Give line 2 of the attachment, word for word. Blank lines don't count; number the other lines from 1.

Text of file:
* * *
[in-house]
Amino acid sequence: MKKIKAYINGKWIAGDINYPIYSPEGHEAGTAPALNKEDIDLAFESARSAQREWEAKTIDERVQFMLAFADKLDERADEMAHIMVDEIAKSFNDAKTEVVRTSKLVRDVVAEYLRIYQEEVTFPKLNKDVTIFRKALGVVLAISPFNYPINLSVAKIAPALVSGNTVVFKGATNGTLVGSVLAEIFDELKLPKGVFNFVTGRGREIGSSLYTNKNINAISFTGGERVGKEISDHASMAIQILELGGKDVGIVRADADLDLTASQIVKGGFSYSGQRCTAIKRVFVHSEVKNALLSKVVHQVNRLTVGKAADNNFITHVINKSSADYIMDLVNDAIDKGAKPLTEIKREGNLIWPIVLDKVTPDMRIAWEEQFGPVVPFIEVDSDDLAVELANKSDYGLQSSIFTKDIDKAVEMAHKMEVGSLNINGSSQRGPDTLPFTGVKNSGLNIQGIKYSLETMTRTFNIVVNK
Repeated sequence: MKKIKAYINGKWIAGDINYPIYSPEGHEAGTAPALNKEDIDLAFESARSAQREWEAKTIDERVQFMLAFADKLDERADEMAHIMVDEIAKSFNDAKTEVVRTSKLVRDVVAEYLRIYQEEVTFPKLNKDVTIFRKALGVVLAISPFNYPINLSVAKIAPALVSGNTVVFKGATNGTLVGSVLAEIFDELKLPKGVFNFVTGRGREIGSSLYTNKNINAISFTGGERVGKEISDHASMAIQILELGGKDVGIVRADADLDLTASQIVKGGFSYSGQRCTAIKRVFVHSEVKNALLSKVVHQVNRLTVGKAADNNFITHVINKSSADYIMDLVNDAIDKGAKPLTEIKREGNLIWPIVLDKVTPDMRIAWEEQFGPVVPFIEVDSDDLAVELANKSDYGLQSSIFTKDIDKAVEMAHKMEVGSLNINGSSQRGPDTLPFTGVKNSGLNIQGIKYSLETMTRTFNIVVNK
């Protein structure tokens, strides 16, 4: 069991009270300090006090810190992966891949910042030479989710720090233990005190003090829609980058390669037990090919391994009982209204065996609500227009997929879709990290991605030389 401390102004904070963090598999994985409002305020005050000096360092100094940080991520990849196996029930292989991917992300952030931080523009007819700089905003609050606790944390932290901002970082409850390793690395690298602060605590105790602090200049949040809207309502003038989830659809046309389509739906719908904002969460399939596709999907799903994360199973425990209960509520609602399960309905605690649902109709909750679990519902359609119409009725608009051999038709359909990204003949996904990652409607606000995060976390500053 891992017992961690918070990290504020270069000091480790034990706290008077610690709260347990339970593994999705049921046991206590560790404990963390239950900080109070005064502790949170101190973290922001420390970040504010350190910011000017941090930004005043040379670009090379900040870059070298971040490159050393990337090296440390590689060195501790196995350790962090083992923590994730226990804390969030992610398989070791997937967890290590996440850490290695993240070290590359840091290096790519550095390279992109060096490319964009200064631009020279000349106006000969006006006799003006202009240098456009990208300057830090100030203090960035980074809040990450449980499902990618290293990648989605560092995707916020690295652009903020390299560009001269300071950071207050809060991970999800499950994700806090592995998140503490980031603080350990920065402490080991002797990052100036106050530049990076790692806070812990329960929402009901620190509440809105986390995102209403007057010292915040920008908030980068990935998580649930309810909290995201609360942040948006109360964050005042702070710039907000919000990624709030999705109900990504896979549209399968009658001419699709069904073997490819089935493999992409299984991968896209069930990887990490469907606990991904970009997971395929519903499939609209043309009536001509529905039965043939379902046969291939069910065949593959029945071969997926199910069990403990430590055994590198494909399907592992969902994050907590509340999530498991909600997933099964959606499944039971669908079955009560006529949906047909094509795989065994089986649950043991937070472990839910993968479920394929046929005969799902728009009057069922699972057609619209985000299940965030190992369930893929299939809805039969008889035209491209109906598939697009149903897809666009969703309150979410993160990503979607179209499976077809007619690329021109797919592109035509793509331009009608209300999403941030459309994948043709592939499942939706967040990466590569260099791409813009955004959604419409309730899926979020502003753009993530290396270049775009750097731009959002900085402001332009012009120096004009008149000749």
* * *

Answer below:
Amino acid sequence: MKKIKAYINGKWIAGDINYPIYSPEGHEAGTAPALNKEDIDLAFESARSAQREWEAKTIDERVQFMLAFADKLDERADEMAHIMVDEIAKSFNDAKTEVVRTSKLVRDVVAEYLRIYQEEVTFPKLNKDVTIFRKALGVVLAISPFNYPINLSVAKIAPALVSGNTVVFKGATNGTLVGSVLAEIFDELKLPKGVFNFVTGRGREIGSSLYTNKNINAISFTGGERVGKEISDHASMAIQILELGGKDVGIVRADADLDLTASQIVKGGFSYSGQRCTAIKRVFVHSEVKNALLSKVVHQVNRLTVGKAADNNFITHVINKSSADYIMDLVNDAIDKGAKPLTEIKREGNLIWPIVLDKVTPDMRIAWEEQFGPVVPFIEVDSDDLAVELANKSDYGLQSSIFTKDIDKAVEMAHKMEVGSLNINGSSQRGPDTLPFTGVKNSGLNIQGIKYSLETMTRTFNIVVNK